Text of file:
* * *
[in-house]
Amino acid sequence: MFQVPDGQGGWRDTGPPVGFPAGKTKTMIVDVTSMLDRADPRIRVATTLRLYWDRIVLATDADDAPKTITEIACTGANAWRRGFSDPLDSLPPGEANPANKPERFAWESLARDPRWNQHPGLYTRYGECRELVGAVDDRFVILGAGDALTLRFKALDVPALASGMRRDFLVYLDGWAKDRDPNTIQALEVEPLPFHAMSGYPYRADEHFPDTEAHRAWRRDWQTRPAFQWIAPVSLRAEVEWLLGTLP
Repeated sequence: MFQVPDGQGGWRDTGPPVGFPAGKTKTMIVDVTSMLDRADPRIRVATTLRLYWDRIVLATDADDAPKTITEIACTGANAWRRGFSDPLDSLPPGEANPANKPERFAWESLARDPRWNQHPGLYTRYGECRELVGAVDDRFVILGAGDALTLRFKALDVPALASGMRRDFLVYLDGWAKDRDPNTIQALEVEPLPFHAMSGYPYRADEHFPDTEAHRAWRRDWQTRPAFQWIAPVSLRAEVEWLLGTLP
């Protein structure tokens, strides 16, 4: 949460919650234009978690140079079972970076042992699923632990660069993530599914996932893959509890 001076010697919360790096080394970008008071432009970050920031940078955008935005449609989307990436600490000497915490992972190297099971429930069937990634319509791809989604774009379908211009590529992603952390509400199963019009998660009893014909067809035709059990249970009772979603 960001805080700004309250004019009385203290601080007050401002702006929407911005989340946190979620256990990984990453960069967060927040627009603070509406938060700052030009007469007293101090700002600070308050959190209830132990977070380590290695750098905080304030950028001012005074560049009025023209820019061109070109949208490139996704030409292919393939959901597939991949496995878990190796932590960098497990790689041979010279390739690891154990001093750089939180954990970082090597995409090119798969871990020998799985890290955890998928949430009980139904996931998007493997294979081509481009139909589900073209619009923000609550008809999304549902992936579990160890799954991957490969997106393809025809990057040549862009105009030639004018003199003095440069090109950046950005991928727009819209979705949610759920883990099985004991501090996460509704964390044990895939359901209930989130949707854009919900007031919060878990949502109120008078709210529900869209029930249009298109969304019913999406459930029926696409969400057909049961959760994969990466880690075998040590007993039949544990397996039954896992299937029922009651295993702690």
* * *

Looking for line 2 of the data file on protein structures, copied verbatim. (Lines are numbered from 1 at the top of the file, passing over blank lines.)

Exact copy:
Amino acid sequence: MFQVPDGQGGWRDTGPPVGFPAGKTKTMIVDVTSMLDRADPRIRVATTLRLYWDRIVLATDADDAPKTITEIACTGANAWRRGFSDPLDSLPPGEANPANKPERFAWESLARDPRWNQHPGLYTRYGECRELVGAVDDRFVILGAGDALTLRFKALDVPALASGMRRDFLVYLDGWAKDRDPNTIQALEVEPLPFHAMSGYPYRADEHFPDTEAHRAWRRDWQTRPAFQWIAPVSLRAEVEWLLGTLP